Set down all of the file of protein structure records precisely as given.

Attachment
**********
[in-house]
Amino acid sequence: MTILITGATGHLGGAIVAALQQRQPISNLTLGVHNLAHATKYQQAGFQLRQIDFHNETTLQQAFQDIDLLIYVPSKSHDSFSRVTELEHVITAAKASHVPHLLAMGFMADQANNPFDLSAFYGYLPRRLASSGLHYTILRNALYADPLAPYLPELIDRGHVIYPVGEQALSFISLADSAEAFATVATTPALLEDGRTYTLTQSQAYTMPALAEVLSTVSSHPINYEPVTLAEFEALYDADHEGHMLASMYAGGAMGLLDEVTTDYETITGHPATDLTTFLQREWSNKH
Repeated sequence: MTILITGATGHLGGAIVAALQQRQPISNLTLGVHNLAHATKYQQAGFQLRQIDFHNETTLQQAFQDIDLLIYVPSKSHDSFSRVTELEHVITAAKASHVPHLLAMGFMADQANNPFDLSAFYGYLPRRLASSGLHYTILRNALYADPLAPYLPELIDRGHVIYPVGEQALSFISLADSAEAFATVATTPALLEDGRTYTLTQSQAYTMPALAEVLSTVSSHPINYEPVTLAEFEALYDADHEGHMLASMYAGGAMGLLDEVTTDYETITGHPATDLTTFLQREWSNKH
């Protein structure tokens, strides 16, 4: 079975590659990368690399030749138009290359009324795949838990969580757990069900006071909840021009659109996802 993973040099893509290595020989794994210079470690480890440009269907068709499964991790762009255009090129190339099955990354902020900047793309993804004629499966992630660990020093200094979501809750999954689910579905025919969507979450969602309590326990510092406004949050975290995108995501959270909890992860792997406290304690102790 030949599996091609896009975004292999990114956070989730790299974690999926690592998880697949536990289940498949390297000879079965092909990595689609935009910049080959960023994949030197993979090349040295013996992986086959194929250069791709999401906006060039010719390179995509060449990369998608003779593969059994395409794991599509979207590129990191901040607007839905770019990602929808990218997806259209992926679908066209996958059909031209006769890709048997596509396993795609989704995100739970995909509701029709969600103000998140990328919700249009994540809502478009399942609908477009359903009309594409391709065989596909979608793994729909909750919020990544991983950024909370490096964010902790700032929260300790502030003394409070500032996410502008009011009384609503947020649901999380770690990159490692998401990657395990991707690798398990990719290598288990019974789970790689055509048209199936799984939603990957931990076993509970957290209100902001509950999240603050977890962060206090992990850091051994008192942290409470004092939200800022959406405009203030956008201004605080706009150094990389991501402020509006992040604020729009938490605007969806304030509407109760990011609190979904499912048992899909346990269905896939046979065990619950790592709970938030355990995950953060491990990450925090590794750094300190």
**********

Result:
[in-house]
Amino acid sequence: MTILITGATGHLGGAIVAALQQRQPISNLTLGVHNLAHATKYQQAGFQLRQIDFHNETTLQQAFQDIDLLIYVPSKSHDSFSRVTELEHVITAAKASHVPHLLAMGFMADQANNPFDLSAFYGYLPRRLASSGLHYTILRNALYADPLAPYLPELIDRGHVIYPVGEQALSFISLADSAEAFATVATTPALLEDGRTYTLTQSQAYTMPALAEVLSTVSSHPINYEPVTLAEFEALYDADHEGHMLASMYAGGAMGLLDEVTTDYETITGHPATDLTTFLQREWSNKH
Repeated sequence: MTILITGATGHLGGAIVAALQQRQPISNLTLGVHNLAHATKYQQAGFQLRQIDFHNETTLQQAFQDIDLLIYVPSKSHDSFSRVTELEHVITAAKASHVPHLLAMGFMADQANNPFDLSAFYGYLPRRLASSGLHYTILRNALYADPLAPYLPELIDRGHVIYPVGEQALSFISLADSAEAFATVATTPALLEDGRTYTLTQSQAYTMPALAEVLSTVSSHPINYEPVTLAEFEALYDADHEGHMLASMYAGGAMGLLDEVTTDYETITGHPATDLTTFLQREWSNKH
């Protein structure tokens, strides 16, 4: 079975590659990368690399030749138009290359009324795949838990969580757990069900006071909840021009659109996802 993973040099893509290595020989794994210079470690480890440009269907068709499964991790762009255009090129190339099955990354902020900047793309993804004629499966992630660990020093200094979501809750999954689910579905025919969507979450969602309590326990510092406004949050975290995108995501959270909890992860792997406290304690102790 030949599996091609896009975004292999990114956070989730790299974690999926690592998880697949536990289940498949390297000879079965092909990595689609935009910049080959960023994949030197993979090349040295013996992986086959194929250069791709999401906006060039010719390179995509060449990369998608003779593969059994395409794991599509979207590129990191901040607007839905770019990602929808990218997806259209992926679908066209996958059909031209006769890709048997596509396993795609989704995100739970995909509701029709969600103000998140990328919700249009994540809502478009399942609908477009359903009309594409391709065989596909979608793994729909909750919020990544991983950024909370490096964010902790700032929260300790502030003394409070500032996410502008009011009384609503947020649901999380770690990159490692998401990657395990991707690798398990990719290598288990019974789970790689055509048209199936799984939603990957931990076993509970957290209100902001509950999240603050977890962060206090992990850091051994008192942290409470004092939200800022959406405009203030956008201004605080706009150094990389991501402020509006992040604020729009938490605007969806304030509407109760990011609190979904499912048992899909346990269905896939046979065990619950790592709970938030355990995950953060491990990450925090590794750094300190």